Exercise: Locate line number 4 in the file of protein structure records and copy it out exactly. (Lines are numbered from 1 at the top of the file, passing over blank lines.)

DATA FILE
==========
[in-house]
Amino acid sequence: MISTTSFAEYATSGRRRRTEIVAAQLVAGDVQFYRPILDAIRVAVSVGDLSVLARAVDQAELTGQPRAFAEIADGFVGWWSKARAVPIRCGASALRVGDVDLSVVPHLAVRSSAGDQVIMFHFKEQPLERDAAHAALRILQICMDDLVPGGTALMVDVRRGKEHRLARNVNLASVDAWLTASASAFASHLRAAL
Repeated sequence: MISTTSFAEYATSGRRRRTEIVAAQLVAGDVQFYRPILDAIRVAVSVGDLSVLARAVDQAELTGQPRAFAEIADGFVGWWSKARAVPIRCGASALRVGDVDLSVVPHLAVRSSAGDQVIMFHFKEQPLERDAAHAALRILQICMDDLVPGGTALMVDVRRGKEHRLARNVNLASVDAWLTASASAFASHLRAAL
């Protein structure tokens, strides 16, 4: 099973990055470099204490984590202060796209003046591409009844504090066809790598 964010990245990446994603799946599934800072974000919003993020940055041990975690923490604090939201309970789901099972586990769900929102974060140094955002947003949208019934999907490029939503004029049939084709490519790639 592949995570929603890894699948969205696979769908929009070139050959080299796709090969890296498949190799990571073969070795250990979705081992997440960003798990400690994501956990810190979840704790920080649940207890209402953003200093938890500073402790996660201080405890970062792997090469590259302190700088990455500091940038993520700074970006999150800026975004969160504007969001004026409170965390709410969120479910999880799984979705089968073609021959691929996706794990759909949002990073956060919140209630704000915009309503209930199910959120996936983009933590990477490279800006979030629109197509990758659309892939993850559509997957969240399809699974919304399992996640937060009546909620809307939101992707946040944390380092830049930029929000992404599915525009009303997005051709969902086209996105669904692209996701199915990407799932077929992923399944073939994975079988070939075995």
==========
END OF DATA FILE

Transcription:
């Protein structure tokens, strides 16, 4: 099973990055470099204490984590202060796209003046591409009844504090066809790598 964010990245990446994603799946599934800072974000919003993020940055041990975690923490604090939201309970789901099972586990769900929102974060140094955002947003949208019934999907490029939503004029049939084709490519790639 592949995570929603890894699948969205696979769908929009070139050959080299796709090969890296498949190799990571073969070795250990979705081992997440960003798990400690994501956990810190979840704790920080649940207890209402953003200093938890500073402790996660201080405890970062792997090469590259302190700088990455500091940038993520700074970006999150800026975004969160504007969001004026409170965390709410969120479910999880799984979705089968073609021959691929996706794990759909949002990073956060919140209630704000915009309503209930199910959120996936983009933590990477490279800006979030629109197509990758659309892939993850559509997957969240399809699974919304399992996640937060009546909620809307939101992707946040944390380092830049930029929000992404599915525009009303997005051709969902086209996105669904692209996701199915990407799932077929992923399944073939994975079988070939075995």